The Arizal says that Hevel was reincarnated many times to purify his sin. What was his sin?

  • Killing an animal?
    – Seth J
    Commented Nov 11, 2013 at 4:15
  • possible answer jewishanswers.org/?p=1760
    – ray
    Commented Nov 11, 2013 at 8:39
  • i dont believe in jeeljuleem nor do i believe in what arizal and his crew have to say but maybe its referring to him causing trouble to qayeen in regards to a shidduch(his twin sister). Commented Nov 11, 2013 at 19:14
  • @MoriDoweedhYa3gob, from where do you know that that happened (that there was an issue with the shidduch)?
    – Yishai
    Commented Nov 11, 2013 at 21:14
  • @Yishai not sure but i remember a maisa bout why qayeen killed his brother. it think it was out of jealousy or something in regards to a shidduch. Commented Nov 11, 2013 at 21:50

3 Answers 3


See here as a translation from the Arizal:

Cain and Abel also damaged [reality]. [Not only Cain but also] Abel "gazed and damaged".

According to the Sages, when Abel offered his sacrifice to G-d, he gazed upon the Divine Presence and therefore became incurred the death penalty (which is why it was divine providence that Cain killed him). Gazing upon the Divine Presence means experiencing divine consciousness for selfish intentions. The individual considers himself an independent agent who may rightfully pursue his own satisfaction. Having chosen to sunder himself from G-d, the source of life, he forfeits life - even if the object of his satisfaction is none other than the Divine glory!

This is the mystical meaning of the phrase: And G-d paid heed to Abel and his offering (Gen. 4:4). We would have expected this phrase to read: "And G-d paid heed to Abel's offering." The meaning of G-d turning to Abel here is that He allowed him to gaze [on the Divine Presence].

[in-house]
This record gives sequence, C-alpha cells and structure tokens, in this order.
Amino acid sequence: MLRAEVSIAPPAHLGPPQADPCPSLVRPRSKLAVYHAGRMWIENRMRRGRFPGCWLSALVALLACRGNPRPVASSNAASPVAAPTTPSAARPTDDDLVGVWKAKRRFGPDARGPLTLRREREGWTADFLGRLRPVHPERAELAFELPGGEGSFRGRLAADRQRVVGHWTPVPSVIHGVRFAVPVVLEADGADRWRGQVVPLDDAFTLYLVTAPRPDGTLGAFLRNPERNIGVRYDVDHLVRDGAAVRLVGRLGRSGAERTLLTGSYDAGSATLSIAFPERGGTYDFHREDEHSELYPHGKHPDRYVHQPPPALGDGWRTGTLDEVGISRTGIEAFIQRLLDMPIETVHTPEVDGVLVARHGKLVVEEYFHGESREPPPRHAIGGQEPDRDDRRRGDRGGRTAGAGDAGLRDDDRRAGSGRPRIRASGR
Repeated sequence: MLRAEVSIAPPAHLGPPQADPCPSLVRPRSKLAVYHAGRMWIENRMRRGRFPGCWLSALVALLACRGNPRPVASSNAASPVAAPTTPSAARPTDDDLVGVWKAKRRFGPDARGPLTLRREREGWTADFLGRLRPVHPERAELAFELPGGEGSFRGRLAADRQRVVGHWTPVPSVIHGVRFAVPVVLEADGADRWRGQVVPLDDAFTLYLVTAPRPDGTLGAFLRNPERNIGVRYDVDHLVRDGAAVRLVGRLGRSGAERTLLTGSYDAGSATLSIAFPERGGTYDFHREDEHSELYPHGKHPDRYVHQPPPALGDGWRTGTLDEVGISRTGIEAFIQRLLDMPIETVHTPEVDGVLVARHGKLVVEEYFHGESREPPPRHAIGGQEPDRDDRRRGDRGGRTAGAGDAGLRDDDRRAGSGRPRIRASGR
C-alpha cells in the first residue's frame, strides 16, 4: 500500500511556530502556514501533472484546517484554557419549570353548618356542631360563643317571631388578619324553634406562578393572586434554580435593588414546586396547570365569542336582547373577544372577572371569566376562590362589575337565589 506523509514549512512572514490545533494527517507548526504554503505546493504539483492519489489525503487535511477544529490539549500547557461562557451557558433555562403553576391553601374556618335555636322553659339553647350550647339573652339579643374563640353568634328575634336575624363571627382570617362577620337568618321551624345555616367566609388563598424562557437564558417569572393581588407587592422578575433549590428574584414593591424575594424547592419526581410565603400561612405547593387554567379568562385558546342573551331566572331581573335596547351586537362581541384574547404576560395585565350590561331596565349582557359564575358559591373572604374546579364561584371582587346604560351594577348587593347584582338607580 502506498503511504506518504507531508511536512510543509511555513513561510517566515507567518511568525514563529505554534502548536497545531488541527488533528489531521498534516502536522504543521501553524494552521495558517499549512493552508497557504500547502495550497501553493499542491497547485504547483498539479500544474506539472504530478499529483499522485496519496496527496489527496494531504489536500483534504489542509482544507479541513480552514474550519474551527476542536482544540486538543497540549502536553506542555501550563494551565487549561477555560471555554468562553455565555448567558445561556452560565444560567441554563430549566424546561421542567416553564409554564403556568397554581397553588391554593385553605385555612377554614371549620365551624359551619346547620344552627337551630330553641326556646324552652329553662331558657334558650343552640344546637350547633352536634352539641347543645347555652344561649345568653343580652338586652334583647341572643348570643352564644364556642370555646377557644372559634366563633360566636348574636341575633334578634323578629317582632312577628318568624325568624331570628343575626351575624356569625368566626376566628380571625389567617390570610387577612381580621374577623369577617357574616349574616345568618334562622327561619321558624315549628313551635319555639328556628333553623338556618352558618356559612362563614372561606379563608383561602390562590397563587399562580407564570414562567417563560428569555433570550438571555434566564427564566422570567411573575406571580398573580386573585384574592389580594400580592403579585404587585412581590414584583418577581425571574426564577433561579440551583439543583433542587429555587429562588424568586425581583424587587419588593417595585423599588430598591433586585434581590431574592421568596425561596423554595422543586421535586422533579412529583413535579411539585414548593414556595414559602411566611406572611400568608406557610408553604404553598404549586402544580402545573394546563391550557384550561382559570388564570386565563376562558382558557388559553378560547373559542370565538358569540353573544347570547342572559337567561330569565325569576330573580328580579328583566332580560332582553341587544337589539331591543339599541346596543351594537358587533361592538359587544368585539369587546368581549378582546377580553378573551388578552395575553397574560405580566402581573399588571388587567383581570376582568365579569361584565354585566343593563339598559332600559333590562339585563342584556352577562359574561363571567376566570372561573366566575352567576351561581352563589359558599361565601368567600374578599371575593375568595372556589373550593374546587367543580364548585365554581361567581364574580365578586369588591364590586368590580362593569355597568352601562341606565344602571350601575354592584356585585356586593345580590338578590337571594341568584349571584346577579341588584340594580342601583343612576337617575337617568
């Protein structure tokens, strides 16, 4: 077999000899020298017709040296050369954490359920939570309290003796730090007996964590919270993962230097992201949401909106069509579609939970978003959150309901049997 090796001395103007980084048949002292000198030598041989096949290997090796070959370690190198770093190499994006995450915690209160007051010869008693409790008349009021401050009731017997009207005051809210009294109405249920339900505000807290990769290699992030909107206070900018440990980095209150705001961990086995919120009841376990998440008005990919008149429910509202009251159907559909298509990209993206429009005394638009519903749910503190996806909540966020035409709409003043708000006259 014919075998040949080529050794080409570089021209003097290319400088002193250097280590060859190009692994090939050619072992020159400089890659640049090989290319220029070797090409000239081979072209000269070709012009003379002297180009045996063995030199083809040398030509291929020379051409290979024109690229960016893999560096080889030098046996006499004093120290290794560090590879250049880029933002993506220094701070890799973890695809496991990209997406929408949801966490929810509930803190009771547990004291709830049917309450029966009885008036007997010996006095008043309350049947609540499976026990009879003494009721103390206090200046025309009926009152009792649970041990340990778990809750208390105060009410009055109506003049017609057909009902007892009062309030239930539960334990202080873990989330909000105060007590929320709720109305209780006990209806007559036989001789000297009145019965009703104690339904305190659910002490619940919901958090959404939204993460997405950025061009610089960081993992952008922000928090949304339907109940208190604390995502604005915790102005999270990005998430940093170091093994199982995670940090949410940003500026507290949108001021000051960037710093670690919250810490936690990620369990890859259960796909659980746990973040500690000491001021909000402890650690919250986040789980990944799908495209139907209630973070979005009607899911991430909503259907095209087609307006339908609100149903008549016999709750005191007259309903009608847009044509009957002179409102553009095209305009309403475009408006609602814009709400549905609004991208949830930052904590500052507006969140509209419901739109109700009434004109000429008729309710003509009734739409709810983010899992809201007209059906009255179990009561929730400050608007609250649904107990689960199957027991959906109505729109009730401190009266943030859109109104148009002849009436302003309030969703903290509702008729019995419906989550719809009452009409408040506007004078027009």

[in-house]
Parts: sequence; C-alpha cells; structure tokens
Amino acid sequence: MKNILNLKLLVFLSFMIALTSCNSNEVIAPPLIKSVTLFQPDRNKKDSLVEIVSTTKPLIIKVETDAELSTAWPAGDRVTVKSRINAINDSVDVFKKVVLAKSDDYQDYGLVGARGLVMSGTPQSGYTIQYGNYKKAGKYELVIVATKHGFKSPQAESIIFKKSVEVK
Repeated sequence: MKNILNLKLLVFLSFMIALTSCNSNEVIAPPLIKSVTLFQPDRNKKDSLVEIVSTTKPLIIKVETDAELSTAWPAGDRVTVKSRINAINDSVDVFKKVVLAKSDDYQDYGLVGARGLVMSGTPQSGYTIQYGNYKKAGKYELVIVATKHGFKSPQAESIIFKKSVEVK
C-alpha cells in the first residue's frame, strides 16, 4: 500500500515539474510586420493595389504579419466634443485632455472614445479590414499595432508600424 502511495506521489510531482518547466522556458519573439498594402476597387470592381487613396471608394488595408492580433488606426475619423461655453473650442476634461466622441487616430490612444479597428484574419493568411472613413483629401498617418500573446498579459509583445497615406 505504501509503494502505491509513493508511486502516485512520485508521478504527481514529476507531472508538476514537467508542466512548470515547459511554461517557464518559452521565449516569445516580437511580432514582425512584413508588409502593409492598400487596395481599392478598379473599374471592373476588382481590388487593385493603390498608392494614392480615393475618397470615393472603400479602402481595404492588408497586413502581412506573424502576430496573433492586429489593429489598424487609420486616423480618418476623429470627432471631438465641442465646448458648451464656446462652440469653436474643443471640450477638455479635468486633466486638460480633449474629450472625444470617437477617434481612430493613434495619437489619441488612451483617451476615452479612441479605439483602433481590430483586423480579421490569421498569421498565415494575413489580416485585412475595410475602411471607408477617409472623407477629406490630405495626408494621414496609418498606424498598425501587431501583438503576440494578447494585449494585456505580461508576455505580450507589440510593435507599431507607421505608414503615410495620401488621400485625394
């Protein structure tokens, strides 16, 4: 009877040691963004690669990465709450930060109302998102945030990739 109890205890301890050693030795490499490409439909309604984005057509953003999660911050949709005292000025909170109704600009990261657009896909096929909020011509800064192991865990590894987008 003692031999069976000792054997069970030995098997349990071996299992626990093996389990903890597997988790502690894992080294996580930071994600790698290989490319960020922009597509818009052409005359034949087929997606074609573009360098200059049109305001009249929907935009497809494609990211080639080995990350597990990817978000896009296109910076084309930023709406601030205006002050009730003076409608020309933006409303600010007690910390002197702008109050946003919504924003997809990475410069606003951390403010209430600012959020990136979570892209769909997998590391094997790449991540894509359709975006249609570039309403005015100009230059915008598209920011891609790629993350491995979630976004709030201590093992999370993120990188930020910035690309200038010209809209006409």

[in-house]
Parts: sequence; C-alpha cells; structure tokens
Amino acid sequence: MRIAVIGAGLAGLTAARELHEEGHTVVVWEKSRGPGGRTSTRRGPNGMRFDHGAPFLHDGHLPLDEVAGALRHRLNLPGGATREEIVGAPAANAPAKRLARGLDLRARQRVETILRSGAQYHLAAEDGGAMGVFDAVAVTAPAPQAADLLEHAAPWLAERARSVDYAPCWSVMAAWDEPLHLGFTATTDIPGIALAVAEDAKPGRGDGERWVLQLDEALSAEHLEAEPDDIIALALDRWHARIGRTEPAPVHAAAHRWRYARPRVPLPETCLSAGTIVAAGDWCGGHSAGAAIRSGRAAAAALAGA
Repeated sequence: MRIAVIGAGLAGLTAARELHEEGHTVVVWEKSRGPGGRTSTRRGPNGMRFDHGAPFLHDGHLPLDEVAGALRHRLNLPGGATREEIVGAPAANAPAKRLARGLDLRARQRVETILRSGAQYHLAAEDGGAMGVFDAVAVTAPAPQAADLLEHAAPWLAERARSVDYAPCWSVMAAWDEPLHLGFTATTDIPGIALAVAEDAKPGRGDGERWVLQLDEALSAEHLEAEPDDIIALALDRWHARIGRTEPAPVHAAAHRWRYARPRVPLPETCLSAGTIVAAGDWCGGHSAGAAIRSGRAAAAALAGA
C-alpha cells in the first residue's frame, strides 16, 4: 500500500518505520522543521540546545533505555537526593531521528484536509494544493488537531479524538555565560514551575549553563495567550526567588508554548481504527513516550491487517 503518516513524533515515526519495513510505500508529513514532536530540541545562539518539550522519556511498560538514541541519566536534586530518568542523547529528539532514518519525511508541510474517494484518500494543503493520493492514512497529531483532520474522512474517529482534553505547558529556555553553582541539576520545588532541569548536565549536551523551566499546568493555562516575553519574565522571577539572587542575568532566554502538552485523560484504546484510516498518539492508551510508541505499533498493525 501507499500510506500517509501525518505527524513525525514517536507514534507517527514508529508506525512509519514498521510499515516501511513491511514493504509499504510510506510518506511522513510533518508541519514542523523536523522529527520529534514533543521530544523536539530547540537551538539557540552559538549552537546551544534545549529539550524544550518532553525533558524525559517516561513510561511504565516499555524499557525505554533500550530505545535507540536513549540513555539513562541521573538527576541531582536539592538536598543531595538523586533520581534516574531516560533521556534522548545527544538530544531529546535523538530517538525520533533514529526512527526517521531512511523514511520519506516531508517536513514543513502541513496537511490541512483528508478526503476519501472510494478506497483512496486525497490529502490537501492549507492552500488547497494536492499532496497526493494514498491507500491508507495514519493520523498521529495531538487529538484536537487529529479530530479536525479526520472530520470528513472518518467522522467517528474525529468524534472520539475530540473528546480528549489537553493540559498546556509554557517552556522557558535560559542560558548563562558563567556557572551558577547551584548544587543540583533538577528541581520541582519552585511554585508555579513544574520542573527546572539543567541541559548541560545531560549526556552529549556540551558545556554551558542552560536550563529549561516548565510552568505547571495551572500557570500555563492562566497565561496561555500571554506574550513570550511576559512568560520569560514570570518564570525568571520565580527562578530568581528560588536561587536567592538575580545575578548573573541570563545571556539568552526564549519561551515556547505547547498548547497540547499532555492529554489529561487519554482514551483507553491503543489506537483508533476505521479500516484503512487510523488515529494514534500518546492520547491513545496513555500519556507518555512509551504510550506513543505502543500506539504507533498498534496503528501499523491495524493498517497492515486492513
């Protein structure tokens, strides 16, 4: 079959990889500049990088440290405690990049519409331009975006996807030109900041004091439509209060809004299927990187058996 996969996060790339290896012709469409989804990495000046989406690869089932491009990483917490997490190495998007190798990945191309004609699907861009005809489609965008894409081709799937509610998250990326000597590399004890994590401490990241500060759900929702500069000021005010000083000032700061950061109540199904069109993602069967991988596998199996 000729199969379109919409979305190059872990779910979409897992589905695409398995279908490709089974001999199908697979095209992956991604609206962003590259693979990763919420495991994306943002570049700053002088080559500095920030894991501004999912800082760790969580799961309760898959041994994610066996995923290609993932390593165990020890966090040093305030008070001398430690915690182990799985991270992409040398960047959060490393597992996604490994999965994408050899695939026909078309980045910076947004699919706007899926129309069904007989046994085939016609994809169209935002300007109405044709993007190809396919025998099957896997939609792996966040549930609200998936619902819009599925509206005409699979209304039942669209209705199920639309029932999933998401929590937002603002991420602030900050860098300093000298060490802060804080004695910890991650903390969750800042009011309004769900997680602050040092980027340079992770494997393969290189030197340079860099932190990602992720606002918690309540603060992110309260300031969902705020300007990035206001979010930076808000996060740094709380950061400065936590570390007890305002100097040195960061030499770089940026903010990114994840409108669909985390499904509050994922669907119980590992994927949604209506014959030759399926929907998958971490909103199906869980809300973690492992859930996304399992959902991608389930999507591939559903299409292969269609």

Abel should have demurred, aware that it doing this would cause him to experience G-dliness as one separate from it. Indeed, when Moses realized that the burning bush was a revelation of G-d, he "hid his face, for he was afraid of gazing at G-d." (Commentary of Rabbi Shalom Sharabi on Ex. 3:6.)

Raises the next question of where the reference is to "According to the Sages" but that is another question.

  • 1
    An earlier source (and the likely source for the above cited discussion in the AR"Y) can be found in Tiqqunei HaZohar 102a.
    – user4516
    Commented Nov 17, 2013 at 3:35

As others, I don't know what the Arizal is referring to. But Kli Yakar says that Kain was the first who made the sacrifice. Hevel envied him and made a sacrifice too.

As a hint to this, he brings a posuk from Kohelet 4:4

וראיתי אני את כל עמל ואת כל כשרון המעשה כי היא קנאת איש מרעהו גם זה הבל ורעות רוח


I don't know what the Arizal is referring to. However, the Chida (in his פני דוד) cites Chaim Abulafia's עץ חיים that הבל instigated the whole affair:

אמרו ז״ל ויקם קין שביקש הבל להורגו ונתגבר קין וקם עליו והרגו ז"א אי הבל אחי־ היה לך להצי׳ עצמך בא׳ מאיבריו ואיך הרגתו השיב לא ידעתי כלו' לא יכילנא ליה השומר אחי וכי יכולתי לשמרו והרגתיו. ועוד תי׳ אנכי הוא דין הרא"ם שהנרדף אינו חייב לדקדק בכך ואנכי הנרדף השיבו הש״ית למ״ש לא יכילתא ליה קול דמי אחיו דרשו ז"ל דם אינו או׳ מלמד שהיה מכה פצעים וחבורות ולא היה יודע מהיכן נפשו יוצאת והייתה יכול לחתוך ידו או רגלו ולברוח ולטענה שהייתה נרדף אפ"ה צועקים אלי תי' אלי ר״ל שבידי שמים תתחייב ונ״מ שאם הרגו גואל הדם פטור כסי בכה"ג מש"ה אמ׳ הן גרשת אותי והיה כל מוצאי יהרגני וישם ה׳ לקין אות לבלתי הכות אותו כל מוצאו כאמור

Is this the sin that the Arizal refers to? I'm not sure.

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